New York City and its bustling Japanese counterpart, Tokyo, are connected by five direct flights a day, and a heap of indirect options too. With flight times averaging out at around 14 hours, it’s a relatively easy route whether you’re jetting in for business or pleasure. Read on to find out how best (and most cheaply) to fly from New York to Tokyo (and vice versa), and what to do when you touch down.
Direct flights vs. layovers
Whether you embark at JFK International Airport or Newark International (EWR), you’re looking at a solid 14 hours of non-stop flying. The return journey is an hour shorter. If you opt to fly from New York to Tokyo via a transit point, you stand to save several hundred dollars on your ticket, but can expect to add anything from 8-24 hours to your travel time—it all depends on where you connect. Going through another US city (like Chicago or Boston) or Toronto is generally the most chilled route, while stop-offs in Seoul or Beijing are also workable options. Shanghai and Istanbul are also connection points, but flight times can be excessive, especially for the latter.
Direct flight cost
JAL, ANA, United (often operated by ANA) and American are your choices when it comes to flying direct from New York to Tokyo. Rates fluctuate widely between the carriers, as well as by season, so dig around on Skyscanner to see what’s on offer for the period in which you plan on traveling.
|New York => Tokyo||Japan Airlines||$783.00||Details|
|New York => Tokyo||ANA (All Nippon Airways)||$816.00||Details|
|New York => Tokyo||United||$946.00||Details|
|New York => Tokyo||LATAM Airlines Brasil||$1,005.00||Details|
Indirect flight cost
So you need to save those yens—we understand. In that case, your top options are flights with Air Canada, Korean Air, Asiana Airlines, Air China, China Eastern and Aeromexico. You’ll see a bunch of other airlines on Skyscanner, including the afore-hinted Turkish Airlines, but check transit times carefully before you book with one of them.
Our advice: If you’re keen on making a mini-holiday out of your stopover, that’s great—but if not, we suggest avoiding any deals that involve layovers longer than nine or ten hours. Anything above that means you’re traveling for more than a day, and will be shattered by the time you roll into Tokyo town. Some indirect flights offer a shorter flight in, but then require a massive wait on the way back—avoid these. Scroll through the search results until you get a balanced deal—there’s usually one available.
Before we get to prices proper, a word of warning: Never go for non-protected self-transfers. These require you to re-check in your baggage at your transfer point, and also offer no safety net for missed connections. If you can’t make it to your onward flight for some reason, you’ll be forced to cough up for a whole new ticket. Transferring from one airport to another at a connection point (e.g. in Shanghai) is also a less-than-ideal arrangement.
|New York => Tokyo||Air China||$465.00||Details|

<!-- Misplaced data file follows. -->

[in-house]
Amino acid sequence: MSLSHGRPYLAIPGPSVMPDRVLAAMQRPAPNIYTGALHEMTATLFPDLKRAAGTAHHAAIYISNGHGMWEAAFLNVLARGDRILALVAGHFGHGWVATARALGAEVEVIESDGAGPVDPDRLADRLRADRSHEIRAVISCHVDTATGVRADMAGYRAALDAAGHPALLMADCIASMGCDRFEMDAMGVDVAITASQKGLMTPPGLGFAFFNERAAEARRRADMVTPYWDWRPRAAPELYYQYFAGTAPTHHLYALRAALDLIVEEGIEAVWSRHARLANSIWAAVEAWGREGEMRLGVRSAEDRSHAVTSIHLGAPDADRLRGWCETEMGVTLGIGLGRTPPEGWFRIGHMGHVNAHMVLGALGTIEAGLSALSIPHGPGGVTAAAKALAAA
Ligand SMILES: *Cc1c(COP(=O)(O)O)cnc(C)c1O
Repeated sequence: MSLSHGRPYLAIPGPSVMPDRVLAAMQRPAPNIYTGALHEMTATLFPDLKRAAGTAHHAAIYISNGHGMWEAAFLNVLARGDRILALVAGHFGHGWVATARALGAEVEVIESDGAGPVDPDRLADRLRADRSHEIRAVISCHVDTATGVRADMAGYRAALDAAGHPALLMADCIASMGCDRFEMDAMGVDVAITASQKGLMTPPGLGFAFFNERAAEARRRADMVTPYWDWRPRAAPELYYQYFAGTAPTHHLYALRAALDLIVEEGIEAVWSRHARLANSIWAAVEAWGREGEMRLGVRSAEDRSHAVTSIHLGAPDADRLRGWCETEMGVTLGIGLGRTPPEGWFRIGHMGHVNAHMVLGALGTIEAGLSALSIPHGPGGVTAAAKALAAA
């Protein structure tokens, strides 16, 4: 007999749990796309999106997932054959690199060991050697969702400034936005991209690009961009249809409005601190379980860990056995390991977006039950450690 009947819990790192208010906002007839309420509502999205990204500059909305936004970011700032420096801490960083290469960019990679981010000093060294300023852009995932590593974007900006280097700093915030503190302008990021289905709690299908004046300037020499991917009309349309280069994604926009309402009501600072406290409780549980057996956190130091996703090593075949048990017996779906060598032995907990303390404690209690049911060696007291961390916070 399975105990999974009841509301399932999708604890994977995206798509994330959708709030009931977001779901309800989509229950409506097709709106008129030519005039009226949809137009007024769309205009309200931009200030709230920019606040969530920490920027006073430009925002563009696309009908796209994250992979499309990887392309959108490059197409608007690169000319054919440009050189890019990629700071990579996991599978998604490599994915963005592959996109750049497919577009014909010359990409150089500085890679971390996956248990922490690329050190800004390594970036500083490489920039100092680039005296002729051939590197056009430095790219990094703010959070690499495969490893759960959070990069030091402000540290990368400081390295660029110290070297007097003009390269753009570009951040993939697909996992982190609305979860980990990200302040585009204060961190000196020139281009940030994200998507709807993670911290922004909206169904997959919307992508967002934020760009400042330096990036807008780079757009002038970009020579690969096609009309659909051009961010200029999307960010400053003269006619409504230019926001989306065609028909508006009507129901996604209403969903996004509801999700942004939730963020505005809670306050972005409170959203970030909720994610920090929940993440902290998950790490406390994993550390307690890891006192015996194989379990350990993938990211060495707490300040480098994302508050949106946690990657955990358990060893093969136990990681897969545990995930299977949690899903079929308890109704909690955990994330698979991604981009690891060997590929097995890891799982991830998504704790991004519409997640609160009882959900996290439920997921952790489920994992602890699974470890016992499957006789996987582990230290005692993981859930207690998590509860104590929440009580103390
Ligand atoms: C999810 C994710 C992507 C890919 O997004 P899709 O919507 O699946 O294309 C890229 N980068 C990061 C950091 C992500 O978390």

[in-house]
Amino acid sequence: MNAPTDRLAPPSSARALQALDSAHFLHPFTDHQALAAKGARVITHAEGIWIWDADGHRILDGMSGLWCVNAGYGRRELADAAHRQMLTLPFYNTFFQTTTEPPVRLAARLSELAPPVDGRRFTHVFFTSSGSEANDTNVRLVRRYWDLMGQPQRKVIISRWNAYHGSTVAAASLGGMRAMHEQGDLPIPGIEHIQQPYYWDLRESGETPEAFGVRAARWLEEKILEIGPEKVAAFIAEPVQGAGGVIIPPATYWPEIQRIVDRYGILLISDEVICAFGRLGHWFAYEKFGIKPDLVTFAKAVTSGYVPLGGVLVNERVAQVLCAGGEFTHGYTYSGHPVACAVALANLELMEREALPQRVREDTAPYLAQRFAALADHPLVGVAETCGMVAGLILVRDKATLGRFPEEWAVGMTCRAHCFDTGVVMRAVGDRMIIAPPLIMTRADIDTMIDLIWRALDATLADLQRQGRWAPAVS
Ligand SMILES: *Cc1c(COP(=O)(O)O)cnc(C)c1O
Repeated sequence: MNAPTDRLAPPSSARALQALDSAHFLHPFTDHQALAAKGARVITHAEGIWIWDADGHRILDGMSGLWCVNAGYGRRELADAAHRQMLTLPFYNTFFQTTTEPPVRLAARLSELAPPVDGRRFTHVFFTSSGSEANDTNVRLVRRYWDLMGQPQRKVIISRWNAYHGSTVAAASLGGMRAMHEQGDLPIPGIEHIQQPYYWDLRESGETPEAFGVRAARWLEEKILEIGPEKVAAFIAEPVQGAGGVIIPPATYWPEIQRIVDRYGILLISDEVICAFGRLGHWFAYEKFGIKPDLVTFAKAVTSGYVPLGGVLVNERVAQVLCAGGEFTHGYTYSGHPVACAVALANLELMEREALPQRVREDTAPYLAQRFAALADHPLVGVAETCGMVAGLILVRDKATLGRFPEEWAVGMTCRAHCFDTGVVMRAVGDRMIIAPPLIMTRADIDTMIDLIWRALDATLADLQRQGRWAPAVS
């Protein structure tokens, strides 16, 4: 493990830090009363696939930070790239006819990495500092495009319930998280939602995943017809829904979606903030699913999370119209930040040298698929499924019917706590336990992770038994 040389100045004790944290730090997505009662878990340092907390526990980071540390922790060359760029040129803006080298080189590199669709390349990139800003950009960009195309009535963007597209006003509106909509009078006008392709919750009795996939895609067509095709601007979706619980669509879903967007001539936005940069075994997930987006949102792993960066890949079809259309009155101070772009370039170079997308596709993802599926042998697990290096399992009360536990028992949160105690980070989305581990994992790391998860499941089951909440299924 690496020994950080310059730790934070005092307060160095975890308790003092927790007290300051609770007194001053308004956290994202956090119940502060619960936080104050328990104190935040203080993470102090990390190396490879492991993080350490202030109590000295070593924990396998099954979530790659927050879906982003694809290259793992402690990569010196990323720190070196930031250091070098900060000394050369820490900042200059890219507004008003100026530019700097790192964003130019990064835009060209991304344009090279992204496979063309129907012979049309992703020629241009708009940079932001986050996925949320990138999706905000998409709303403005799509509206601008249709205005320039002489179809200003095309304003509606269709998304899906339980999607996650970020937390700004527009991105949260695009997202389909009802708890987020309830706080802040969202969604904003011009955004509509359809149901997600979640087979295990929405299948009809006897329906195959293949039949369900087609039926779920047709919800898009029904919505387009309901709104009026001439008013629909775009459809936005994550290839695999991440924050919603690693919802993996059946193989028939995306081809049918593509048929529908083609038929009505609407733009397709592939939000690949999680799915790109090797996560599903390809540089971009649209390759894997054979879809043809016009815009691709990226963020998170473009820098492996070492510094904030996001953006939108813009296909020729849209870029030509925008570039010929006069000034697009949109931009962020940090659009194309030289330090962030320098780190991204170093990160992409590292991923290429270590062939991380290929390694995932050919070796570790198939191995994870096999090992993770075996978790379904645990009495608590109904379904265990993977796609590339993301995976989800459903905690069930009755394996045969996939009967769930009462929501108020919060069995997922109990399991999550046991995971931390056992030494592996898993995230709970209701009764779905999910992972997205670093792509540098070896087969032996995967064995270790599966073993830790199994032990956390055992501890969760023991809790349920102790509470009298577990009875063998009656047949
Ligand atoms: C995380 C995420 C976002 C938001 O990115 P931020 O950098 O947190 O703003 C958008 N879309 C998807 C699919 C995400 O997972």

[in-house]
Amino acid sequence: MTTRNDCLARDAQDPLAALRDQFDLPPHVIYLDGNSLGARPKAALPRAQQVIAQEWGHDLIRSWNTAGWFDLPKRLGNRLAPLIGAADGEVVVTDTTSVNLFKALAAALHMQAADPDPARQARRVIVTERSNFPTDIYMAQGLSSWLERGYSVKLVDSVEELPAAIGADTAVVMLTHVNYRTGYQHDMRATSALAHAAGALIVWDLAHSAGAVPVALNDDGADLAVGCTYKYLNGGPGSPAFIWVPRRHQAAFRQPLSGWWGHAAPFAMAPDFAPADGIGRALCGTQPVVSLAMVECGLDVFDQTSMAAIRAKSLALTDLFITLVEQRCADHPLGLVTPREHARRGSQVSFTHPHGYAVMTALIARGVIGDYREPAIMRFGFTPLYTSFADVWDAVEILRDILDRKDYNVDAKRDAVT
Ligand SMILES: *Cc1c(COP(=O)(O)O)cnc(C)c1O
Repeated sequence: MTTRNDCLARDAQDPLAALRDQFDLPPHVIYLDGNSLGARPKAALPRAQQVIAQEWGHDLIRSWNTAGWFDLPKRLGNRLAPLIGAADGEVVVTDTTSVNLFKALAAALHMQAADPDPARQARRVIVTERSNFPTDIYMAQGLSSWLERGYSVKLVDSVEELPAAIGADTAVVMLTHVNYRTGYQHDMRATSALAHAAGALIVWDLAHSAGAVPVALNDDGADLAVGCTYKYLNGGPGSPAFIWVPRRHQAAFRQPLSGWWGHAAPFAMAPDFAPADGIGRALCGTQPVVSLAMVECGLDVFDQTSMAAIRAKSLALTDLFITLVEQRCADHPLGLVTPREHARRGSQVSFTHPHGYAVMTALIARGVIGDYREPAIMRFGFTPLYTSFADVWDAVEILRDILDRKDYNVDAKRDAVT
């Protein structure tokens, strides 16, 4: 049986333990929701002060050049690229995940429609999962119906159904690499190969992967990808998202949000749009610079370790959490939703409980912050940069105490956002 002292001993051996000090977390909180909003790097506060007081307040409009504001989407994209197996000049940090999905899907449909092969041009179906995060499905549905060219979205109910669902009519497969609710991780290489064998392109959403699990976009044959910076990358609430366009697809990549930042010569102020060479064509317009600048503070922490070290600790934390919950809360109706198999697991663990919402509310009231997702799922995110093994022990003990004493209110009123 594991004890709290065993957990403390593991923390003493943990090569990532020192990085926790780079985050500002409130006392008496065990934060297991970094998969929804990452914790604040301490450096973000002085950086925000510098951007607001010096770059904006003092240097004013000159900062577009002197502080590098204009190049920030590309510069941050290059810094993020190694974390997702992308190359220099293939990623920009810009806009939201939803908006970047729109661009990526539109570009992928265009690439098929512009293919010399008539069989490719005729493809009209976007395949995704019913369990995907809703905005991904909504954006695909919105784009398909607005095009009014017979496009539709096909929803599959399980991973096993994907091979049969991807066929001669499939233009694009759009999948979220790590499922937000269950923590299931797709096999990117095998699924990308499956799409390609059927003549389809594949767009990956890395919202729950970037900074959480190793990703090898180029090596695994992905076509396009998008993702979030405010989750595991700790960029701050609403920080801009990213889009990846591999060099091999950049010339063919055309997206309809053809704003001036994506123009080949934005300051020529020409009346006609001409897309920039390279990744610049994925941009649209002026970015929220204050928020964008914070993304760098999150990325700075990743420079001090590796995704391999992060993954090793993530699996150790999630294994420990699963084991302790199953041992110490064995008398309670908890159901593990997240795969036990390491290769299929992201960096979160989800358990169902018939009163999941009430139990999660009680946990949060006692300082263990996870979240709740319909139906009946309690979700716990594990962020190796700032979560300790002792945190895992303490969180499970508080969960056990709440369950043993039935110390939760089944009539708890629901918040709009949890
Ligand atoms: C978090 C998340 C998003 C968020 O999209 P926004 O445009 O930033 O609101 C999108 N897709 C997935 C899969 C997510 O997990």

|New York => Tokyo||China Eastern||$491.00||Details|
|New York => Tokyo||Air Canada||$637.00||Details|
|New York => Tokyo||China Southern||$691.00||Details|
|New York => Tokyo||Philippine Airlines||$768.00||Details|
|New York => Tokyo||Japan Airlines||$783.00||Details|
Best time to fly from New York to Tokyo
Spring and fall are the most popular times to visit Tokyo, as that’s when the weather is nicest and nature prettiest. Fall is the quieter of the two seasons, and is generally kinder to your wallet. If you can cope with sauna-like conditions, summer is fair game too, and winter, while chilly, can be a cheap time to holiday as well (caveat below, though).
If you aren’t dead-set on seeing the cherry blossoms, give late March to mid-April a wide berth. Also best avoided is the period known as Golden Week, a cluster of national holidays at the end of April and running into early May. In winter, the weeks before, during and after New Year are a no-go (just look at those ticket prices. Go on. Now weep.), as is O-bon in mid-August. The Chinese New Year celebrations of mid-February (or thereabouts) can also be a less-than-strategic time for cheapos to visit. If you can’t, or don’t want to, avoid traveling over these dates, book your tickets as far in advance as possible.
Arrival: Narita or Haneda?
If you find yourself in a situation where you can book a flight to Haneda Airport for the same price as one to Narita, definitely, definitely go for the former. Haneda is not only a more modern airport, with shiny new architecture and comfortable features, it’s also much closer to Tokyo. That’s because it’s in Tokyo proper (less than 30 minutes away from the city center). Narita, on the other hand, is way out in neighboring Chiba Prefecture (think rice paddies and a faux Dutch windmill), making transfers a bit more of a mission. For more on the post-arrival trek, check out our articles on the cheapest ways of getting from Haneda to Tokyo and the cheapest ways of getting from Narita to Tokyo.
Tokyo as a layover
Even if you don’t have much time to spend in Tokyo, you can still enjoy a brief sojourn on your way to another destination in Asia, Europe or elsewhere. Cool and cheap activities (and accommodations) abound both near Haneda and Narita Airports, as well as short train or bus rides away. For ideas on what to do if you’re in town for a couple of days (or less), check out our Haneda Layover Guide and our Tokyo in 24 Hours Itinerary. Our list of 101 Cheap and Free Things to Do is also worth a read.
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